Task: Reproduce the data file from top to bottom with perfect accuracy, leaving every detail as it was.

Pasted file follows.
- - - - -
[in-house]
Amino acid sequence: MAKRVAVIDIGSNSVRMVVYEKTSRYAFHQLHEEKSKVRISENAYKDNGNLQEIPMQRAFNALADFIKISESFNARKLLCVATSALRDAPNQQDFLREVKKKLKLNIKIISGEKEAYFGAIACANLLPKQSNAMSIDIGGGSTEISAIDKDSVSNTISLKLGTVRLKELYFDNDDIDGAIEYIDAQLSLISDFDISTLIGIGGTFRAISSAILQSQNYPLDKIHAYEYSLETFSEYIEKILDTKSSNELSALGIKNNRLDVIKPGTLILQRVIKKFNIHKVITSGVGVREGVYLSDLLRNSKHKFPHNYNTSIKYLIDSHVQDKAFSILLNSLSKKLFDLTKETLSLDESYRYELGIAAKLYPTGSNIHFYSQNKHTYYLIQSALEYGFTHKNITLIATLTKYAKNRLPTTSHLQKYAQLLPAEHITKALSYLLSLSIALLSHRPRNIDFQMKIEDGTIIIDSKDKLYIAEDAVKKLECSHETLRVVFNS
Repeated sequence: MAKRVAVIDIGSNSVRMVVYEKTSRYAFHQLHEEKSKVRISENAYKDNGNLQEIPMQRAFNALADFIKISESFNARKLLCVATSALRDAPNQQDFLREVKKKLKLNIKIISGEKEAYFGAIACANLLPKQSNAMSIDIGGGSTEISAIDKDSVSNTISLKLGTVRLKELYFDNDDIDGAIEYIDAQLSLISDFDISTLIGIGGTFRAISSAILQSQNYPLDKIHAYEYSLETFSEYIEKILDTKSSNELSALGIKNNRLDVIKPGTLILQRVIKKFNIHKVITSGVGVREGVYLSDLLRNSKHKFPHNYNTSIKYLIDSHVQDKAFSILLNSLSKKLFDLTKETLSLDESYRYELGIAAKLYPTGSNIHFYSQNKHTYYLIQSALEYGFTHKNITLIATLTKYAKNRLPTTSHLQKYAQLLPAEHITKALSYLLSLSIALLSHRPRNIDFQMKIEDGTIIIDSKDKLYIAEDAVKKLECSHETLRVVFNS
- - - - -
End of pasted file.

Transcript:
[in-house]
Amino acid sequence: MAKRVAVIDIGSNSVRMVVYEKTSRYAFHQLHEEKSKVRISENAYKDNGNLQEIPMQRAFNALADFIKISESFNARKLLCVATSALRDAPNQQDFLREVKKKLKLNIKIISGEKEAYFGAIACANLLPKQSNAMSIDIGGGSTEISAIDKDSVSNTISLKLGTVRLKELYFDNDDIDGAIEYIDAQLSLISDFDISTLIGIGGTFRAISSAILQSQNYPLDKIHAYEYSLETFSEYIEKILDTKSSNELSALGIKNNRLDVIKPGTLILQRVIKKFNIHKVITSGVGVREGVYLSDLLRNSKHKFPHNYNTSIKYLIDSHVQDKAFSILLNSLSKKLFDLTKETLSLDESYRYELGIAAKLYPTGSNIHFYSQNKHTYYLIQSALEYGFTHKNITLIATLTKYAKNRLPTTSHLQKYAQLLPAEHITKALSYLLSLSIALLSHRPRNIDFQMKIEDGTIIIDSKDKLYIAEDAVKKLECSHETLRVVFNS
Repeated sequence: MAKRVAVIDIGSNSVRMVVYEKTSRYAFHQLHEEKSKVRISENAYKDNGNLQEIPMQRAFNALADFIKISESFNARKLLCVATSALRDAPNQQDFLREVKKKLKLNIKIISGEKEAYFGAIACANLLPKQSNAMSIDIGGGSTEISAIDKDSVSNTISLKLGTVRLKELYFDNDDIDGAIEYIDAQLSLISDFDISTLIGIGGTFRAISSAILQSQNYPLDKIHAYEYSLETFSEYIEKILDTKSSNELSALGIKNNRLDVIKPGTLILQRVIKKFNIHKVITSGVGVREGVYLSDLLRNSKHKFPHNYNTSIKYLIDSHVQDKAFSILLNSLSKKLFDLTKETLSLDESYRYELGIAAKLYPTGSNIHFYSQNKHTYYLIQSALEYGFTHKNITLIATLTKYAKNRLPTTSHLQKYAQLLPAEHITKALSYLLSLSIALLSHRPRNIDFQMKIEDGTIIIDSKDKLYIAEDAVKKLECSHETLRVVFNS